Okay, now to the really weird stuff.  In Osaka, we were basically in jaw-drop form the entire time.  How do I explain this?  In a nutshell, the men looked like women in shiny suits and the women looked like… Well, they looked like Japanese animation hookers.  Come nighttime, the men looked exactly the same in spiky, over-volumized orange haircuts while the women pranced around in yellow hair (most likely wigs; there is no way these women spend hours on their hair every day) that stood up a good 10 inches above their heads in strange curls and spiky points.  Not only that, but each woman wore about $35 worth of make-up on their face and the men looked like they were all members of the Yakuza.  Basically, these people looked like they came straight out of a Japanese animation mafia cartoon.  Needless to say, our Friday night in Osaka was spent walking around town with Asahi beers while people watching.  (Unfortunately, I was not successful in getting any good pictures of this fashion phenomenon, but I will try to steal some from our friends that we traveled with in Japan.  Although their camera is really washed out….)

Of course not all of the Japanese people in Osaka dressed like this.  There were many Japanese who looked like they could have stepped out of San Francisco, but the amount of people that did wear these Osaka styles was shocking enough to write this post.
Random Thought of the Day: For a good laugh, walk around major areas of Japan and read their English signs and translations.  For some reason they don’t believe in having a native English speaker proofread ANY of their translations.  Here are just a few examples from a Japanese menu:

I sprinkled the soup which a crab was in to an omelet.”
(Not sure if I should be more alarmed that there was a crab sitting in my soup, or that they can sprinkle soup)

A beefsteak.  I wore roasted meat sauce.”
(One of the many uses of Haiku poetry #1,689: To describe food)

Enough crab was put on a fresh vegetable.”
(Phew, I was worried about how much crab was going to be on my vegetable, but this is so exact)

Be awesome and help us share:

5 Responses to “Very Loose Fashion Observations PART 2: JAPAN!”

  1. the tights and jean shorts…. ive seen it here a lot lately too. But only on asian women, clasping the arms of their very nerdy white significant others.

  2. wow - floral printed body suit? I’m not so sure about that look. I think if you have elastic around your ankles you better be coming out of a genie bottle!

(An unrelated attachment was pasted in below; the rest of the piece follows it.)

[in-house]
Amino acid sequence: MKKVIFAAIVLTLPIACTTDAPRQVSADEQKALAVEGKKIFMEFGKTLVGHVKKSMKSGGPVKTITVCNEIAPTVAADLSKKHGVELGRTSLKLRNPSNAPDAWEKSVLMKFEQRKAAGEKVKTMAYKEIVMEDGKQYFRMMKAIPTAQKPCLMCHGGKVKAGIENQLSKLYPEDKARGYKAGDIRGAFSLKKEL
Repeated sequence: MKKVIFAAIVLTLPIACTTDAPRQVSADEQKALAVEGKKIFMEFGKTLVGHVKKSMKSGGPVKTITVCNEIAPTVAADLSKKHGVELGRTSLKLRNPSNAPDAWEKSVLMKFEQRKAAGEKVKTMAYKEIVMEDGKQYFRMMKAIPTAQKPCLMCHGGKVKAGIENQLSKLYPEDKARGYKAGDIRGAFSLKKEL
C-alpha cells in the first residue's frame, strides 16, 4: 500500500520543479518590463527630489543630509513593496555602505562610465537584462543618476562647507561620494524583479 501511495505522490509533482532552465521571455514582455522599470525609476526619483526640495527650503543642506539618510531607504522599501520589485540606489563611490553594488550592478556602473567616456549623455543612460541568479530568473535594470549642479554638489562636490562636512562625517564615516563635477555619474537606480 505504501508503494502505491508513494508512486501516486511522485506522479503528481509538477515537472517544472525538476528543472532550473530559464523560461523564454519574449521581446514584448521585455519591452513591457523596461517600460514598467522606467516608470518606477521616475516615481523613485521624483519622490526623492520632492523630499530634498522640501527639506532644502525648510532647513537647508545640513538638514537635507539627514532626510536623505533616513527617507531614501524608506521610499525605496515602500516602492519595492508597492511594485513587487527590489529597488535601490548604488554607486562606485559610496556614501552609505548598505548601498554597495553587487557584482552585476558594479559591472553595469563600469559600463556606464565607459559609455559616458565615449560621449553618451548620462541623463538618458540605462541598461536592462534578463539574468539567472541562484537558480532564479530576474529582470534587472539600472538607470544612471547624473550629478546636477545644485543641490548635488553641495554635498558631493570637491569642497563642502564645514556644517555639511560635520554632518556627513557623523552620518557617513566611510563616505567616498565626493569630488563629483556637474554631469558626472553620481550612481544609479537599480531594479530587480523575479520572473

Thanks for that great fashion write-ups Sharon -keep ‘em coming!

  3. Fun stuff. When I used to go to Tokyo quite a bit, there was this park, I believe it was called “Yoyogi Park” or something like that, where there were probably about 20 or so punk rock bands right next to each other along the street, each one of them with a huge group of “girl fans” dressed in the styles you described. It was the weirdest thing. Each band was so loud that, although they were so close together, you could actually only hear THEM when you were in front of them. Then there was this other part of the park where guys were dressed up like Elvis/James Dean in the 50’s, with pointy shoes, the soles of some were taped together, because they had frayed from doing THE TWIST on the pavement to 50’s rock’ n’ roll, which they were playing on boom boxes.

    About the English: Poster shop on the Ginza: Mona RISA.

    You’ve got to love Japan. One of my favorite places.
    Love your posts!

  4. Thanks for the comments, and sorry for the late response!

    I agree about the floral printed body suit- there’s no way that would get near my wardrobe!

    Carmen, your account of Japan was hilarious! I loved the part about the frayed shoes from doing the twist! Also, Mona Risa is pretty ridiculous, I would have loved to see that. I think I will write a post in the near future about English translations in Asia. It’ll be sure to make for a funny read.


  5. Hi, I am from Korea and found your WONDERFUL blog!!!

    OMG I think this is the best blog that had the EXACT pronounce of the hard Korean words and this blog is the best blog to learn about new countries as a foreigner.
    I very very very REALLY love this blog.
    화이팅! 정말 멋진 블로그에요